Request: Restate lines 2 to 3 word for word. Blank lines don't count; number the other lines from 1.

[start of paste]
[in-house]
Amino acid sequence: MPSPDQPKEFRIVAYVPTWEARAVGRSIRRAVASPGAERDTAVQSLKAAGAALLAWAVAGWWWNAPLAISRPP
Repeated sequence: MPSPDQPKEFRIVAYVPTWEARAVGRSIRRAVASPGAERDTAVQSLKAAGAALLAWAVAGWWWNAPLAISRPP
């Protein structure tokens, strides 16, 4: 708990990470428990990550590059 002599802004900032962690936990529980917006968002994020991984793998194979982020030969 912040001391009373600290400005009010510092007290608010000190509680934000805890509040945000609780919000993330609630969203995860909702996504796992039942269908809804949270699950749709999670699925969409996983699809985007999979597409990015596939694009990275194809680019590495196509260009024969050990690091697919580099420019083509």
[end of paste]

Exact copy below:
Amino acid sequence: MPSPDQPKEFRIVAYVPTWEARAVGRSIRRAVASPGAERDTAVQSLKAAGAALLAWAVAGWWWNAPLAISRPP
Repeated sequence: MPSPDQPKEFRIVAYVPTWEARAVGRSIRRAVASPGAERDTAVQSLKAAGAALLAWAVAGWWWNAPLAISRPP